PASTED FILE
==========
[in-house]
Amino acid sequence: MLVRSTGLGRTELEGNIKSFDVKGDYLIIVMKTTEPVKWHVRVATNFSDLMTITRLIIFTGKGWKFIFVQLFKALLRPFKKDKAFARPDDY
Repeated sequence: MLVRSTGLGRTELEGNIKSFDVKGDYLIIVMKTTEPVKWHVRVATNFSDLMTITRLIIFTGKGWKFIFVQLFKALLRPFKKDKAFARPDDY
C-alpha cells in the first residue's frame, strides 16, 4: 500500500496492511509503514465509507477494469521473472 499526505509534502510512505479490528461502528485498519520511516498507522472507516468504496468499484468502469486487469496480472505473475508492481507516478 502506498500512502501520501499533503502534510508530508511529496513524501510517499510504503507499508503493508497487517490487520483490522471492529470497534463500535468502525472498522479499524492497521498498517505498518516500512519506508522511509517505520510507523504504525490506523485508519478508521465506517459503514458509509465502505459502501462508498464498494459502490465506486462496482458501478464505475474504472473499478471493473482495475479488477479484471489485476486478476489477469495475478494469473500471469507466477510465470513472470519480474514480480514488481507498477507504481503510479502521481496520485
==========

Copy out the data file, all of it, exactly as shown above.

[in-house]
Amino acid sequence: MLVRSTGLGRTELEGNIKSFDVKGDYLIIVMKTTEPVKWHVRVATNFSDLMTITRLIIFTGKGWKFIFVQLFKALLRPFKKDKAFARPDDY
Repeated sequence: MLVRSTGLGRTELEGNIKSFDVKGDYLIIVMKTTEPVKWHVRVATNFSDLMTITRLIIFTGKGWKFIFVQLFKALLRPFKKDKAFARPDDY
C-alpha cells in the first residue's frame, strides 16, 4: 500500500496492511509503514465509507477494469521473472 499526505509534502510512505479490528461502528485498519520511516498507522472507516468504496468499484468502469486487469496480472505473475508492481507516478 502506498500512502501520501499533503502534510508530508511529496513524501510517499510504503507499508503493508497487517490487520483490522471492529470497534463500535468502525472498522479499524492497521498498517505498518516500512519506508522511509517505520510507523504504525490506523485508519478508521465506517459503514458509509465502505459502501462508498464498494459502490465506486462496482458501478464505475474504472473499478471493473482495475479488477479484471489485476486478476489477469495475478494469473500471469507466477510465470513472470519480474514480480514488481507498477507504481503510479502521481496520485